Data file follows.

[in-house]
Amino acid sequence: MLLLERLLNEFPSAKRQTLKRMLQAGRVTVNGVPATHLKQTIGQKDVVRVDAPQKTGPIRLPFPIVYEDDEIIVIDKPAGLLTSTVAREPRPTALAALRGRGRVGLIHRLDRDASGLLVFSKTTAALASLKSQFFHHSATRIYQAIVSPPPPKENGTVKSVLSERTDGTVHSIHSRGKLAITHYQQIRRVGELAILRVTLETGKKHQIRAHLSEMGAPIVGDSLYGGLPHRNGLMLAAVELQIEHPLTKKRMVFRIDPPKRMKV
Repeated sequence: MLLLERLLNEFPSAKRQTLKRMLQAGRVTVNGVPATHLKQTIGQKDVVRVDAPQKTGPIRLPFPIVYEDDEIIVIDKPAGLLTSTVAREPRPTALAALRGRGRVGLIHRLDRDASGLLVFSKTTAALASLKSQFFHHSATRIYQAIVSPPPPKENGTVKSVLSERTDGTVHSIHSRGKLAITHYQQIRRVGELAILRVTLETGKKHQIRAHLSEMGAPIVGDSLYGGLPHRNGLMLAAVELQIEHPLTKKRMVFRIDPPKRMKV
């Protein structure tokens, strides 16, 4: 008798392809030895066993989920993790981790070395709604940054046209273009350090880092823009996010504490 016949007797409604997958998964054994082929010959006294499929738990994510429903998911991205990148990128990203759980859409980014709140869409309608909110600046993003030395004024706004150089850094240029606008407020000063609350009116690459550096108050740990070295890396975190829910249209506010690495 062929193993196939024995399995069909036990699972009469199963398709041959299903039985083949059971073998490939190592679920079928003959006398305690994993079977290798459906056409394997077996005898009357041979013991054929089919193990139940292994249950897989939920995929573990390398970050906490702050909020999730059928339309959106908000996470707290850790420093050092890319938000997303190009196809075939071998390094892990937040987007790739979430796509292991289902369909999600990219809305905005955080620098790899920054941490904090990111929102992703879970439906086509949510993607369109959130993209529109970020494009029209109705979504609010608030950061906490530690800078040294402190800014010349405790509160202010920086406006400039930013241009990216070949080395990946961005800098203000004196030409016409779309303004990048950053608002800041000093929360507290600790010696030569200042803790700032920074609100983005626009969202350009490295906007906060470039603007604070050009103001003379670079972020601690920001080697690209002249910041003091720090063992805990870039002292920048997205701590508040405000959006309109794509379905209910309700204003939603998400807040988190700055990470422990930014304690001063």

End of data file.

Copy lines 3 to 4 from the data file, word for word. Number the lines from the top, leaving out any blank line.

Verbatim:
Repeated sequence: MLLLERLLNEFPSAKRQTLKRMLQAGRVTVNGVPATHLKQTIGQKDVVRVDAPQKTGPIRLPFPIVYEDDEIIVIDKPAGLLTSTVAREPRPTALAALRGRGRVGLIHRLDRDASGLLVFSKTTAALASLKSQFFHHSATRIYQAIVSPPPPKENGTVKSVLSERTDGTVHSIHSRGKLAITHYQQIRRVGELAILRVTLETGKKHQIRAHLSEMGAPIVGDSLYGGLPHRNGLMLAAVELQIEHPLTKKRMVFRIDPPKRMKV
């Protein structure tokens, strides 16, 4: 008798392809030895066993989920993790981790070395709604940054046209273009350090880092823009996010504490 016949007797409604997958998964054994082929010959006294499929738990994510429903998911991205990148990128990203759980859409980014709140869409309608909110600046993003030395004024706004150089850094240029606008407020000063609350009116690459550096108050740990070295890396975190829910249209506010690495 062929193993196939024995399995069909036990699972009469199963398709041959299903039985083949059971073998490939190592679920079928003959006398305690994993079977290798459906056409394997077996005898009357041979013991054929089919193990139940292994249950897989939920995929573990390398970050906490702050909020999730059928339309959106908000996470707290850790420093050092890319938000997303190009196809075939071998390094892990937040987007790739979430796509292991289902369909999600990219809305905005955080620098790899920054941490904090990111929102992703879970439906086509949510993607369109959130993209529109970020494009029209109705979504609010608030950061906490530690800078040294402190800014010349405790509160202010920086406006400039930013241009990216070949080395990946961005800098203000004196030409016409779309303004990048950053608002800041000093929360507290600790010696030569200042803790700032920074609100983005626009969202350009490295906007906060470039603007604070050009103001003379670079972020601690920001080697690209002249910041003091720090063992805990870039002292920048997205701590508040405000959006309109794509379905209910309700204003939603998400807040988190700055990470422990930014304690001063």